November 3rd, 2015 by Attorney Dan Carman
Ask any non-Kentucky native what they associate with our beautiful state and you’re likely to hear the words “horses,” “Wildcats,” or “bourbon.” A type of whiskey, bourbon is a barrel-aged distilled spirit made primarily from corn. With small distilleries popping up every day alongside powerhouses like Jim Beam and Wild Turkey, it is estimated that our state produces 95 percent of the world’s bourbon supply and that the number of bourbon barrels aging in the Bluegrass state outnumbers the state’s population. Bourbon is a $3 billion signature industry in Kentucky, generating 15,400 jobs, with an annual payroll of $707 million.
So, when bottles and barrels started to go missing in 2008, it got a lot of attention. Over a seven-year period, it is estimated that $100,000 worth of bourbon was stolen, including Wild Turkey, Pappy Van Winkle, and Eagle Rare brands. In April, the thefts resulted in nine people being indicted on charges of engaging in organized crime as members of a criminal syndicate. Prosecutors say the scheme was led by rogue workers who used their knowledge of the security measures followed by the Buffalo Trace and Wild Turkey distilleries. Depending on the type and age of the whiskey, officials claim most of the stolen barrels were worth $3,000 to $6,000, but the theft ring sold them for $1,200 to $1,500 apiece. Although some of the stolen bourbon was recovered, state law mandates that it must be destroyed after the criminal case is finished because its whereabouts, contents, and handling could not be vouched for to consumers.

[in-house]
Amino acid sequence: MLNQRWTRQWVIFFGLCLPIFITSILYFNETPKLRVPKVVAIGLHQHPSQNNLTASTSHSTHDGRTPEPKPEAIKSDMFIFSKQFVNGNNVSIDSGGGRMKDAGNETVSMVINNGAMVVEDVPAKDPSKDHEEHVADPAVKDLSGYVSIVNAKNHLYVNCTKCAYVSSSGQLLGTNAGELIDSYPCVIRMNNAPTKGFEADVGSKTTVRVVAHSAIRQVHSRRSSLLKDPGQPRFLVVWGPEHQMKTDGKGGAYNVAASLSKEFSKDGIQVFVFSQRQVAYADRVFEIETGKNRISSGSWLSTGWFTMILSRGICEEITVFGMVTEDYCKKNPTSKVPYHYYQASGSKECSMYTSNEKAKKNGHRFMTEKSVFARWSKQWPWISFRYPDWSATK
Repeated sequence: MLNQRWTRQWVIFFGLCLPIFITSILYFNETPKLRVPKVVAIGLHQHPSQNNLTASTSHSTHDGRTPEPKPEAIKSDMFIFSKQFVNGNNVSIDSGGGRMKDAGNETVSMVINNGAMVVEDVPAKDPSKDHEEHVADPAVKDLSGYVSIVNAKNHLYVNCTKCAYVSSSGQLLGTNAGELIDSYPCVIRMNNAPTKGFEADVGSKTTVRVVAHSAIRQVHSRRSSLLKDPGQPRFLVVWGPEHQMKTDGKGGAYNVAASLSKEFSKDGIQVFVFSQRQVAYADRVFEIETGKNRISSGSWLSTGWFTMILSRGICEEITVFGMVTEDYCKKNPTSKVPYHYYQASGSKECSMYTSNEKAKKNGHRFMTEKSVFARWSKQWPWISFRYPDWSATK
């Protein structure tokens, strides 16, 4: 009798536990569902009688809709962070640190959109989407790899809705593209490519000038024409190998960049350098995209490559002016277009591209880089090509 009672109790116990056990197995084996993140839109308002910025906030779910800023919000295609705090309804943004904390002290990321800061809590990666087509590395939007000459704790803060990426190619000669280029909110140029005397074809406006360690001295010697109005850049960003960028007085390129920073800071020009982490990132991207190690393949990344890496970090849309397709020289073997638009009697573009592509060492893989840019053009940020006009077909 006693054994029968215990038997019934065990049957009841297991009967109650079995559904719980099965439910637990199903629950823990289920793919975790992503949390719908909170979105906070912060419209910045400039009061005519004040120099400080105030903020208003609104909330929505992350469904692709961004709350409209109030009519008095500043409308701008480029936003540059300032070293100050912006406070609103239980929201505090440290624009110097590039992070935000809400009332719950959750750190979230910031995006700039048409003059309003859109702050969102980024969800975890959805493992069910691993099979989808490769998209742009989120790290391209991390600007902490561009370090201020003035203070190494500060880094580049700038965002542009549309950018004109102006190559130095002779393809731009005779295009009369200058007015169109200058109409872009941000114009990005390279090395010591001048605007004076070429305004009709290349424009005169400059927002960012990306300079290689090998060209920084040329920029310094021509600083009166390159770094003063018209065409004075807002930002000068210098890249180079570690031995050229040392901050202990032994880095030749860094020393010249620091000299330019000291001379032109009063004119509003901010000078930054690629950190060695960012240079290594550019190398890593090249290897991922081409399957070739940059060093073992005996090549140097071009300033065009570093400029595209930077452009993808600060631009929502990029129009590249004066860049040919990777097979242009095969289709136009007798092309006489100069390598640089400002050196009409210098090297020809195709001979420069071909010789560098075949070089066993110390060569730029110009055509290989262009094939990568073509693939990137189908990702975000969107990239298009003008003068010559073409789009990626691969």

You don’t even have to know the identities of the other participants in the alleged crime. All that is required for the state to charge you with organized crime is evidence that three or more people have collaborated in carrying out a criminal activity. And those people then become your co-defendants – capable of being offered a plea deal in exchange for their testimony. For example, two of the defendants in the bourbon theft ring pleaded guilty in May to an amended misdemeanor charge of conspiracy to receive stolen property worth more than $10,000. Both agreed to cooperate against the remaining defendants and were recommended to receive one-year sentences.
It can be quite easy to become tied up in organized crime simply by being in the wrong place at the wrong time. If you need help constructing a solid defense against charges of engaging in organized criminal activity, or if you have questions about how the law might apply to your situation, discuss it with one of the attorneys at the Lexington, KY-based Carman Law Firm. As criminal defense attorneys with years of experience, we offer thorough, experienced representation. Call today at (859) 685-1055 or fill out this online contact form to find out how we can help you.